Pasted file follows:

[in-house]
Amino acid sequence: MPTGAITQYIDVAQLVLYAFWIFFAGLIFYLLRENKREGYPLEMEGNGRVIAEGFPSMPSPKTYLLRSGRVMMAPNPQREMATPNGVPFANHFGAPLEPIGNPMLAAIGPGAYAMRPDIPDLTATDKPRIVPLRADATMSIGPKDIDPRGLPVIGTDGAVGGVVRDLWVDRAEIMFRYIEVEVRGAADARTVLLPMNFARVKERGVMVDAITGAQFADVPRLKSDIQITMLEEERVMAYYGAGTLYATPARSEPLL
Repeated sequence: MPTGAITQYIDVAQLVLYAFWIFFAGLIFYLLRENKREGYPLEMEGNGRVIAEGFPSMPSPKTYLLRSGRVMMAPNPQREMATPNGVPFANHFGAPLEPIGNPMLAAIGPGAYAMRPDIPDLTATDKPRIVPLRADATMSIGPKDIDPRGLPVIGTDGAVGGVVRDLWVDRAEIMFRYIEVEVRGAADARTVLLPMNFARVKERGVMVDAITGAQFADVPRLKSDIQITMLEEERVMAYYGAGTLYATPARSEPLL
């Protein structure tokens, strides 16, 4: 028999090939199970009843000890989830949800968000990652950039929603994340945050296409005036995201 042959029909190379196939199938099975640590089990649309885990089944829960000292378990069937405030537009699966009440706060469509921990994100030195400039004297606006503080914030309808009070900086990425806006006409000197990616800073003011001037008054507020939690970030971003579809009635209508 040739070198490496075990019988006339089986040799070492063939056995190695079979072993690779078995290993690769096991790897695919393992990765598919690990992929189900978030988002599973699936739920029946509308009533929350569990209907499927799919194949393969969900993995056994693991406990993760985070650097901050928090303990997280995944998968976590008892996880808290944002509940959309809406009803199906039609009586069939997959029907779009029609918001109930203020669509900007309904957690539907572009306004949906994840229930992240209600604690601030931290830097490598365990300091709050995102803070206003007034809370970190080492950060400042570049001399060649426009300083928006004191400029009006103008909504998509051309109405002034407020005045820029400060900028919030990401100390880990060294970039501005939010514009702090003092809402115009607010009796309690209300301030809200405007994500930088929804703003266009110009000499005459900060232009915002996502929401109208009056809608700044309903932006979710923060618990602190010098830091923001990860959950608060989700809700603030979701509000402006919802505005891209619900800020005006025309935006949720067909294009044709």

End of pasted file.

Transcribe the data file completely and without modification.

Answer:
[in-house]
Amino acid sequence: MPTGAITQYIDVAQLVLYAFWIFFAGLIFYLLRENKREGYPLEMEGNGRVIAEGFPSMPSPKTYLLRSGRVMMAPNPQREMATPNGVPFANHFGAPLEPIGNPMLAAIGPGAYAMRPDIPDLTATDKPRIVPLRADATMSIGPKDIDPRGLPVIGTDGAVGGVVRDLWVDRAEIMFRYIEVEVRGAADARTVLLPMNFARVKERGVMVDAITGAQFADVPRLKSDIQITMLEEERVMAYYGAGTLYATPARSEPLL
Repeated sequence: MPTGAITQYIDVAQLVLYAFWIFFAGLIFYLLRENKREGYPLEMEGNGRVIAEGFPSMPSPKTYLLRSGRVMMAPNPQREMATPNGVPFANHFGAPLEPIGNPMLAAIGPGAYAMRPDIPDLTATDKPRIVPLRADATMSIGPKDIDPRGLPVIGTDGAVGGVVRDLWVDRAEIMFRYIEVEVRGAADARTVLLPMNFARVKERGVMVDAITGAQFADVPRLKSDIQITMLEEERVMAYYGAGTLYATPARSEPLL
């Protein structure tokens, strides 16, 4: 028999090939199970009843000890989830949800968000990652950039929603994340945050296409005036995201 042959029909190379196939199938099975640590089990649309885990089944829960000292378990069937405030537009699966009440706060469509921990994100030195400039004297606006503080914030309808009070900086990425806006006409000197990616800073003011001037008054507020939690970030971003579809009635209508 040739070198490496075990019988006339089986040799070492063939056995190695079979072993690779078995290993690769096991790897695919393992990765598919690990992929189900978030988002599973699936739920029946509308009533929350569990209907499927799919194949393969969900993995056994693991406990993760985070650097901050928090303990997280995944998968976590008892996880808290944002509940959309809406009803199906039609009586069939997959029907779009029609918001109930203020669509900007309904957690539907572009306004949906994840229930992240209600604690601030931290830097490598365990300091709050995102803070206003007034809370970190080492950060400042570049001399060649426009300083928006004191400029009006103008909504998509051309109405002034407020005045820029400060900028919030990401100390880990060294970039501005939010514009702090003092809402115009607010009796309690209300301030809200405007994500930088929804703003266009110009000499005459900060232009915002996502929401109208009056809608700044309903932006979710923060618990602190010098830091923001990860959950608060989700809700603030979701509000402006919802505005891209619900800020005006025309935006949720067909294009044709």